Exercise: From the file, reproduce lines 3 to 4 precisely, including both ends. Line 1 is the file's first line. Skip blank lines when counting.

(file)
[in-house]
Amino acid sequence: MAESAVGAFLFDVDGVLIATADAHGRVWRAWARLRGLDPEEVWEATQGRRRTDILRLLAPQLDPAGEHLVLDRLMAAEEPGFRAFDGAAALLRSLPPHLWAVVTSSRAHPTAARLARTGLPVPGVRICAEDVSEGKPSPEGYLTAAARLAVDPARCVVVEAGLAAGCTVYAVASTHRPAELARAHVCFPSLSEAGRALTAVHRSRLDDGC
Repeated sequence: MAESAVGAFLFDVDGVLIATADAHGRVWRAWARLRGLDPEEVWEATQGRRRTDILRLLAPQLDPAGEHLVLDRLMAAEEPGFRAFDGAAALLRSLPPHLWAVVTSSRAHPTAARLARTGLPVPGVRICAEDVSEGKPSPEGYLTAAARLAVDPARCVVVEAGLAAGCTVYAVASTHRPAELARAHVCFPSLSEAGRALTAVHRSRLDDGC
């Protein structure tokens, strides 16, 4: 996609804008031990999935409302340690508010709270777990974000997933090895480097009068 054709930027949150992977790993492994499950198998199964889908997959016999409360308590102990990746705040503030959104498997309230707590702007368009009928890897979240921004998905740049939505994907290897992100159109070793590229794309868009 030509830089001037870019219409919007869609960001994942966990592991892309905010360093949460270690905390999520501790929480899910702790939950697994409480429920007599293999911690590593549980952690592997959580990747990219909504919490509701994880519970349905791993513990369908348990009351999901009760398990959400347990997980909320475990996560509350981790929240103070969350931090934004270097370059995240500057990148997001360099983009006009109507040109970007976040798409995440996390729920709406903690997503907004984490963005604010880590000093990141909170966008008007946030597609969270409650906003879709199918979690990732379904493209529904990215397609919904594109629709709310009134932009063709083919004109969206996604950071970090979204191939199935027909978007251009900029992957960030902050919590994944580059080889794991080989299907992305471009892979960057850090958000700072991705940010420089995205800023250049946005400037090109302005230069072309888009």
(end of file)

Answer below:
Repeated sequence: MAESAVGAFLFDVDGVLIATADAHGRVWRAWARLRGLDPEEVWEATQGRRRTDILRLLAPQLDPAGEHLVLDRLMAAEEPGFRAFDGAAALLRSLPPHLWAVVTSSRAHPTAARLARTGLPVPGVRICAEDVSEGKPSPEGYLTAAARLAVDPARCVVVEAGLAAGCTVYAVASTHRPAELARAHVCFPSLSEAGRALTAVHRSRLDDGC
């Protein structure tokens, strides 16, 4: 996609804008031990999935409302340690508010709270777990974000997933090895480097009068 054709930027949150992977790993492994499950198998199964889908997959016999409360308590102990990746705040503030959104498997309230707590702007368009009928890897979240921004998905740049939505994907290897992100159109070793590229794309868009 030509830089001037870019219409919007869609960001994942966990592991892309905010360093949460270690905390999520501790929480899910702790939950697994409480429920007599293999911690590593549980952690592997959580990747990219909504919490509701994880519970349905791993513990369908348990009351999901009760398990959400347990997980909320475990996560509350981790929240103070969350931090934004270097370059995240500057990148997001360099983009006009109507040109970007976040798409995440996390729920709406903690997503907004984490963005604010880590000093990141909170966008008007946030597609969270409650906003879709199918979690990732379904493209529904990215397609919904594109629709709310009134932009063709083919004109969206996604950071970090979204191939199935027909978007251009900029992957960030902050919590994944580059080889794991080989299907992305471009892979960057850090958000700072991705940010420089995205800023250049946005400037090109302005230069072309888009």